Breathe. Sure, our bodies naturally take care of this essential task for us but that doesn’t mean you shouldn’t intentionally participate from time to time. In order to become fully present in our lives, a great place to begin is by engaging in a fundamental activity that keeps us alive: our breath. This is a tool we can practice throughout the day as it only requires a moment or two. First, bring your awareness to your breathing and remain present as you inhale. Experience the way the breath feels as it enters your nose, fills your lungs, and expands your belly. Then observe the sensations as you exhale. Repeat as many times as you’d like.
Move Your Body. It’s easy to become so wrapped up in being on the move, that we forget to actually move. In modern society, it is possible to go weeks, months, or even years without giving our bodies what they needs at a physiological level! By nature, our bodies are meant to be active, and by sitting behind a screen in favor of getting our blood flowing we are denying ourselves our full potential for connection. Maintaining a strong brain-body connection is essential to personal groundedness and movement is a key component in establishing this inner harmony. “There are clear differences in brain health in fit, older adults compared with their more sedentary counterparts. And these differences carry consequences for thinking and reasoning as well as for memory”, stated Sian Beilock, a professor in the Department of Psychology at The University of Chicago. Don’t be sedentary! Carve out time in your day to go for a hike, practice yoga, walk instead of drive, take the stairs, do a 15-minute workout, or even dance in the living room. When it comes to establishing a solid mind-body connection, no activity is too small – you can start anywhere!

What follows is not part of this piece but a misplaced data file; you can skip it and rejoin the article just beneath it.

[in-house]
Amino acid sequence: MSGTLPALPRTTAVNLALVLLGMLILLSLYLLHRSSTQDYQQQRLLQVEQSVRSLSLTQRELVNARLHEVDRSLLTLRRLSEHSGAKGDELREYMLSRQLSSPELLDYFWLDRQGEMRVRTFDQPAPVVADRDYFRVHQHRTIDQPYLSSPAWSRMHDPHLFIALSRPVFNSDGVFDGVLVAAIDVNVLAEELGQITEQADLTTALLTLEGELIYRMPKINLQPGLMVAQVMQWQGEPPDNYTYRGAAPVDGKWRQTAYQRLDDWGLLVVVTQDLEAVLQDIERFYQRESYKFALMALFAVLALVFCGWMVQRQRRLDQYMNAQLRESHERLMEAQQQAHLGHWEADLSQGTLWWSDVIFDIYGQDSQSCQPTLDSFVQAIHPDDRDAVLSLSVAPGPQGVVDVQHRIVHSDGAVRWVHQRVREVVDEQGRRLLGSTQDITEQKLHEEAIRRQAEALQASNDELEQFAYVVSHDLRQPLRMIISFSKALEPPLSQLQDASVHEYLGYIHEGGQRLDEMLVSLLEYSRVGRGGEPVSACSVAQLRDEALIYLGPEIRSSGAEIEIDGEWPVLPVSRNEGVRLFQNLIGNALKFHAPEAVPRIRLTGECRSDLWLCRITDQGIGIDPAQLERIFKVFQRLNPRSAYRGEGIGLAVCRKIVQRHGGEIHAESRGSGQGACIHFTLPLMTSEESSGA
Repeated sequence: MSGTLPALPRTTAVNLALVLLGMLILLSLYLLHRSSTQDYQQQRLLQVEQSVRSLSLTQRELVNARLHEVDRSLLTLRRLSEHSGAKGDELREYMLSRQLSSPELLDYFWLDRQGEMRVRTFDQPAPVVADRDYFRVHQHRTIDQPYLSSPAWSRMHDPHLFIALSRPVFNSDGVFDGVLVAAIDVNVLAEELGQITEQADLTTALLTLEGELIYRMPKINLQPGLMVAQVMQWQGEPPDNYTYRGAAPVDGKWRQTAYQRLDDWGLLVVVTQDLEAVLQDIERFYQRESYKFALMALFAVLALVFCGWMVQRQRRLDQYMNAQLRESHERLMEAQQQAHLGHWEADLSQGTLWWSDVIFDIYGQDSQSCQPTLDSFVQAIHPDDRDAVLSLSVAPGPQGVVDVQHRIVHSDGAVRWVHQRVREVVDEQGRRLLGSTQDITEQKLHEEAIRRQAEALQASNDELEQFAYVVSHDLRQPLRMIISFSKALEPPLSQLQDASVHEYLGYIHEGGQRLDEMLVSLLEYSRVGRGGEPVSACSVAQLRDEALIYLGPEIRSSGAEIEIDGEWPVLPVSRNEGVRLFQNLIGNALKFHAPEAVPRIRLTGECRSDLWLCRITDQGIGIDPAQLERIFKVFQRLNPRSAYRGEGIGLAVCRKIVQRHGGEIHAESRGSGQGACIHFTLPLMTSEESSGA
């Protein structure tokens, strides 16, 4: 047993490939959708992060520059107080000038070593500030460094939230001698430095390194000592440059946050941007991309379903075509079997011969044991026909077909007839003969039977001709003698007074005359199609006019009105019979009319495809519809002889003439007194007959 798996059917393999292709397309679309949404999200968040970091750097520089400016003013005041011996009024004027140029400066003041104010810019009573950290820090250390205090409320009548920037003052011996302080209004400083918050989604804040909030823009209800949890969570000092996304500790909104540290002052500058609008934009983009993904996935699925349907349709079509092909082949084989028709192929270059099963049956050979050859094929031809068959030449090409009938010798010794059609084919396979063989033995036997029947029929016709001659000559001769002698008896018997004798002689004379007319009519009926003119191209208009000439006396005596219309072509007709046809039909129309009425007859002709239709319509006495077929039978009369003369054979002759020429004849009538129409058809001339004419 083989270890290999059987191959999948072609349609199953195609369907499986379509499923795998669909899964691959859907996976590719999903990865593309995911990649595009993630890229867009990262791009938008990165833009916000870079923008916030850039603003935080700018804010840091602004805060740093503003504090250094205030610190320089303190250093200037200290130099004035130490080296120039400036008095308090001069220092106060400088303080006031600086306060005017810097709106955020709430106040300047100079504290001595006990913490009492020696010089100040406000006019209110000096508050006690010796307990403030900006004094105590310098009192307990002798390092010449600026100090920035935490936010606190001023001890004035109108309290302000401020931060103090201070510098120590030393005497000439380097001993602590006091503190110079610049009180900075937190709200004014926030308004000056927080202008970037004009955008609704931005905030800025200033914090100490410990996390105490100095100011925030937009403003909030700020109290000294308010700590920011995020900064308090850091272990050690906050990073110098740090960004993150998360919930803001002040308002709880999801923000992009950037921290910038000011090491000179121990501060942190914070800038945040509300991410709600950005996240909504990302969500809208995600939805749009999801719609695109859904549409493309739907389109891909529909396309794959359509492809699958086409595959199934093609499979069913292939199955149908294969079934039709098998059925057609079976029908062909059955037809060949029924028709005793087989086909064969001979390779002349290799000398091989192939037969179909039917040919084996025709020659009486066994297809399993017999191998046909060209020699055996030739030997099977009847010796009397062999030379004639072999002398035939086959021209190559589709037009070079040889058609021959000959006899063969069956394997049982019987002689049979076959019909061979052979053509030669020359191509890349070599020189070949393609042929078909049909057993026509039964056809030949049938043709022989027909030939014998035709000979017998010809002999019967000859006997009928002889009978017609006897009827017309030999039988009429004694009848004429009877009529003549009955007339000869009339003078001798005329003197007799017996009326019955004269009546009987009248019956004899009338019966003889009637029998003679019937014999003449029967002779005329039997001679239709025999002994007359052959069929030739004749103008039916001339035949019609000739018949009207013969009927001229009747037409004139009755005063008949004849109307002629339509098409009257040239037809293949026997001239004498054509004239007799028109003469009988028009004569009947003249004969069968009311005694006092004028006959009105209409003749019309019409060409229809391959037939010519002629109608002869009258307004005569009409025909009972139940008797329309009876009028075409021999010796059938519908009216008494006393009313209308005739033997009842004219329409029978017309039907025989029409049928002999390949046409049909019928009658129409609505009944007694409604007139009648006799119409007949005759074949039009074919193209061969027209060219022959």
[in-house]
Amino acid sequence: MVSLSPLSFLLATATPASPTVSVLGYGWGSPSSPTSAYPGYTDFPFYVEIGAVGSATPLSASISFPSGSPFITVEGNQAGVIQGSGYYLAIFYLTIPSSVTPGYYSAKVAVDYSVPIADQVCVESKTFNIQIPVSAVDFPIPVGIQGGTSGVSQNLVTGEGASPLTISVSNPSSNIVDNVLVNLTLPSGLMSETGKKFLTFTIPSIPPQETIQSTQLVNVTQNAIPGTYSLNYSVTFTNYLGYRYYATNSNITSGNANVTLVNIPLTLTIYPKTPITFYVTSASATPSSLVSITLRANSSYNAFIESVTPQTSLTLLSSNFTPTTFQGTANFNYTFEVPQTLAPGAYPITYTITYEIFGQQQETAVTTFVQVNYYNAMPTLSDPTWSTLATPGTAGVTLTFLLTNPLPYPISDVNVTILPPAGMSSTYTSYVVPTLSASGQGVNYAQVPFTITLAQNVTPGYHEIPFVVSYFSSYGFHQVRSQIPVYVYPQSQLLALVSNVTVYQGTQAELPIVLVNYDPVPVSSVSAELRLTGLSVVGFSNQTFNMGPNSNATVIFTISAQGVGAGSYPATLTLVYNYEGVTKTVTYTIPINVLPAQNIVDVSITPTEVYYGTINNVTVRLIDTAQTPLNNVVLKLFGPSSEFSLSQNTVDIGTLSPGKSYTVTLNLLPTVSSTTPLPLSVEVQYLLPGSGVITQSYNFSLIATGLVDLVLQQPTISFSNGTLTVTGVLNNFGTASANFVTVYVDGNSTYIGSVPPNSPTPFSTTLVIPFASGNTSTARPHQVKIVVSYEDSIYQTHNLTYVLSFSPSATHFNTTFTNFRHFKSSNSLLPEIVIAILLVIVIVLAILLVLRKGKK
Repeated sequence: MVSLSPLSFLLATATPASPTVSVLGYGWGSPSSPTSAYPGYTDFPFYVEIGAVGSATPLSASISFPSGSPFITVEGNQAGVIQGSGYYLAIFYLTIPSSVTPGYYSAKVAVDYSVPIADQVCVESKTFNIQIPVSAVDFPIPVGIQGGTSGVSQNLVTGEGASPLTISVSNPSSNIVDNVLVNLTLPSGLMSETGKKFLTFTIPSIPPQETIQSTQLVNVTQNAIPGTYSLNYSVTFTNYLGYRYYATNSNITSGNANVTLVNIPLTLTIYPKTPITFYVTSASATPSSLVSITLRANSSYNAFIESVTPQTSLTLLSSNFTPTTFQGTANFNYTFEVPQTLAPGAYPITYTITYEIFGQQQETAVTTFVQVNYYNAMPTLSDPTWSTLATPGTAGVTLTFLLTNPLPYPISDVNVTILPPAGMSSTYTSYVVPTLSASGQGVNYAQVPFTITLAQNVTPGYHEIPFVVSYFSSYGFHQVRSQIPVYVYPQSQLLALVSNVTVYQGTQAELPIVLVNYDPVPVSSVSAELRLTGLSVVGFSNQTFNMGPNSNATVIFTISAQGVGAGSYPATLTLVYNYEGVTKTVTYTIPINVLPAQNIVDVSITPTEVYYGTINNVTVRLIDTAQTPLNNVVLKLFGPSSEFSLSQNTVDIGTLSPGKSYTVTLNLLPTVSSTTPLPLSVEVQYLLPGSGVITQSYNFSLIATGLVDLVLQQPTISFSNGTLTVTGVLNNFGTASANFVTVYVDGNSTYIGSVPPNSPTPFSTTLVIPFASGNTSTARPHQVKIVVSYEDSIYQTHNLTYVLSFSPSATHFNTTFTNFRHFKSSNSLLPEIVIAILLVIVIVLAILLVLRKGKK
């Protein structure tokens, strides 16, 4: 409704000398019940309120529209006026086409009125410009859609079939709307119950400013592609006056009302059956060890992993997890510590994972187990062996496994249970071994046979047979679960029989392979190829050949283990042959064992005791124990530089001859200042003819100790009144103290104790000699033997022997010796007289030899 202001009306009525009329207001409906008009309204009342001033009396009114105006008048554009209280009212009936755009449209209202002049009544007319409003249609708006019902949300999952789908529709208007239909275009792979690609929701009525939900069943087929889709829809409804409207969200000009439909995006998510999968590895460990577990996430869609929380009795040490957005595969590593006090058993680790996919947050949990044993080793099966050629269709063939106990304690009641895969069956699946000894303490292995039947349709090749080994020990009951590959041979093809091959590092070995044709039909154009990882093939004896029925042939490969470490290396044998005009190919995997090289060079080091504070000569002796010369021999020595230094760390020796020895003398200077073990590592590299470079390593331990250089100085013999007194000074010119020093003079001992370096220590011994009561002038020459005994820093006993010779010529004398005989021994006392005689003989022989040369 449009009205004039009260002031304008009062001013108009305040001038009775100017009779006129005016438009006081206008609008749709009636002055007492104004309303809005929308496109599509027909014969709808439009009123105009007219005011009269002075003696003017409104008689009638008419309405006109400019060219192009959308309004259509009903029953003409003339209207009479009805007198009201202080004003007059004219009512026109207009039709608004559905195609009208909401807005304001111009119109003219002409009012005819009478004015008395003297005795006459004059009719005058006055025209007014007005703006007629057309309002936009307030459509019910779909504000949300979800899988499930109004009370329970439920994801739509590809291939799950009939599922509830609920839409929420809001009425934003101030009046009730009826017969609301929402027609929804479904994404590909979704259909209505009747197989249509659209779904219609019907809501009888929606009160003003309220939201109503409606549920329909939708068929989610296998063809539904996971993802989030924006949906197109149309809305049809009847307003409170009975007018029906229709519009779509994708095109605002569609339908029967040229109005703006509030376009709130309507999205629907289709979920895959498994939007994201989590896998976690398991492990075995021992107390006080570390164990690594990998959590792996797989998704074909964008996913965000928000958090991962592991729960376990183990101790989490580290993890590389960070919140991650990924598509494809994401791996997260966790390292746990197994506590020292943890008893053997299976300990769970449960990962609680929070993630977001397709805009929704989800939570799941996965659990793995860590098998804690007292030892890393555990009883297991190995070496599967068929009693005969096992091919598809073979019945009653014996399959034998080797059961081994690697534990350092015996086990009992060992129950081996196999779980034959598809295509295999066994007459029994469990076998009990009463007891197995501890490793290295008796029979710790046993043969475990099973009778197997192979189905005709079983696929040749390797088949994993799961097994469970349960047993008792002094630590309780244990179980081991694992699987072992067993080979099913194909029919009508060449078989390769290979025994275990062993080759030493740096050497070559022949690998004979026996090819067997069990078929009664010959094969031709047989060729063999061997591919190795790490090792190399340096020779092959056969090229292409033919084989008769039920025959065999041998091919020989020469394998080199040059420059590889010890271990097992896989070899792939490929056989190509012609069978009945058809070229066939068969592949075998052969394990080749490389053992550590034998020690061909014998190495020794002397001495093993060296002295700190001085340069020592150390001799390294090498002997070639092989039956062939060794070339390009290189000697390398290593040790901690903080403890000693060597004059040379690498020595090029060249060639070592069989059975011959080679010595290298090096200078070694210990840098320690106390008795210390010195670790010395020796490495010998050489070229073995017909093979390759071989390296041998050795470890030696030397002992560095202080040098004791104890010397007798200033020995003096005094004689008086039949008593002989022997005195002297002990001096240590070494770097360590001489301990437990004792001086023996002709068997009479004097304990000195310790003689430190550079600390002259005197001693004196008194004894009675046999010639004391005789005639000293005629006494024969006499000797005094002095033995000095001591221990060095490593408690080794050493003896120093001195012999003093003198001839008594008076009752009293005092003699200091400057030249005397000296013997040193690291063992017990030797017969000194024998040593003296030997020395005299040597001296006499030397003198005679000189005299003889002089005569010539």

Acknowledge and Accept Your Feelings. To become truly connected, we must first become acquainted with our emotions. Practicing this is as simple as naming a feeling when it arises. If you can speak the word for what you are experiencing, you are a step closer to becoming one with yourself. Once you are familiar with your emotions, the next step is to accept and observe what you are thinking and feeling. Many of us jump right to judging ourselves for what we are feeling when it is much more beneficial to simply notice what we are feeling. Our emotions are not something we ought to “fix” but rather to witness. They exist in order to tell us something and it is our job to listen, not critique! This takes courage as we frequently experience difficult and painful emotions but by conquering our fear we will learn new compassion for ourselves which, with enough practice, will result in a greater compassion for others and our world.